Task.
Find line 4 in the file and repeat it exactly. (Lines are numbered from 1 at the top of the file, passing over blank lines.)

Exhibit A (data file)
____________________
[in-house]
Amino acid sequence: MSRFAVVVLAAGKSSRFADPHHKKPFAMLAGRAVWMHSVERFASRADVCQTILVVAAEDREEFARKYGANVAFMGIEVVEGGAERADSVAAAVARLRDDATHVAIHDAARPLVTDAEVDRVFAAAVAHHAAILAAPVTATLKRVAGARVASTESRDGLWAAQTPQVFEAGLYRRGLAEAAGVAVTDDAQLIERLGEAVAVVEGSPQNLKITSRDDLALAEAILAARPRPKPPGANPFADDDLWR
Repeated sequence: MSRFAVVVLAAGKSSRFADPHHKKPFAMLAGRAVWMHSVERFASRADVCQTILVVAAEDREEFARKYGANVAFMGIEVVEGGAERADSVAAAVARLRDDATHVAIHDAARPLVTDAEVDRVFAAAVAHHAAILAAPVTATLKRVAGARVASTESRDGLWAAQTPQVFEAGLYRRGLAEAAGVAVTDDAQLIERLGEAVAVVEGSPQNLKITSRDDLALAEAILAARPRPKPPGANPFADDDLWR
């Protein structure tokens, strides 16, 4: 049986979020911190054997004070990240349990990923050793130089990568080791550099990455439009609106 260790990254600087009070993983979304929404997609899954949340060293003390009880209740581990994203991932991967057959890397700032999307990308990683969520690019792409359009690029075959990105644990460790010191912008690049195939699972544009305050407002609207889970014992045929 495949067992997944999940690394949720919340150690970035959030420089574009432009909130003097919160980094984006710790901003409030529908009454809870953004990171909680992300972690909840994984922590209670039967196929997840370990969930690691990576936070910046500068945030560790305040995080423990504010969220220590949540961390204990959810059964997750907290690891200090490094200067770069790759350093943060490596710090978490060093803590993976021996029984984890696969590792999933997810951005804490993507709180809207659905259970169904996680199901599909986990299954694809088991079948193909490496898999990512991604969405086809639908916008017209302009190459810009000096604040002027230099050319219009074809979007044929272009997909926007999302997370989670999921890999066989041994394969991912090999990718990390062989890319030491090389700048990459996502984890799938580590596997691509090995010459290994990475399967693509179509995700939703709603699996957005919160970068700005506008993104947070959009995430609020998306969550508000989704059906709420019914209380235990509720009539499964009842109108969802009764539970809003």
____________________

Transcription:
């Protein structure tokens, strides 16, 4: 049986979020911190054997004070990240349990990923050793130089990568080791550099990455439009609106 260790990254600087009070993983979304929404997609899954949340060293003390009880209740581990994203991932991967057959890397700032999307990308990683969520690019792409359009690029075959990105644990460790010191912008690049195939699972544009305050407002609207889970014992045929 495949067992997944999940690394949720919340150690970035959030420089574009432009909130003097919160980094984006710790901003409030529908009454809870953004990171909680992300972690909840994984922590209670039967196929997840370990969930690691990576936070910046500068945030560790305040995080423990504010969220220590949540961390204990959810059964997750907290690891200090490094200067770069790759350093943060490596710090978490060093803590993976021996029984984890696969590792999933997810951005804490993507709180809207659905259970169904996680199901599909986990299954694809088991079948193909490496898999990512991604969405086809639908916008017209302009190459810009000096604040002027230099050319219009074809979007044929272009997909926007999302997370989670999921890999066989041994394969991912090999990718990390062989890319030491090389700048990459996502984890799938580590596997691509090995010459290994990475399967693509179509995700939703709603699996957005919160970068700005506008993104947070959009995430609020998306969550508000989704059906709420019914209380235990509720009539499964009842109108969802009764539970809003």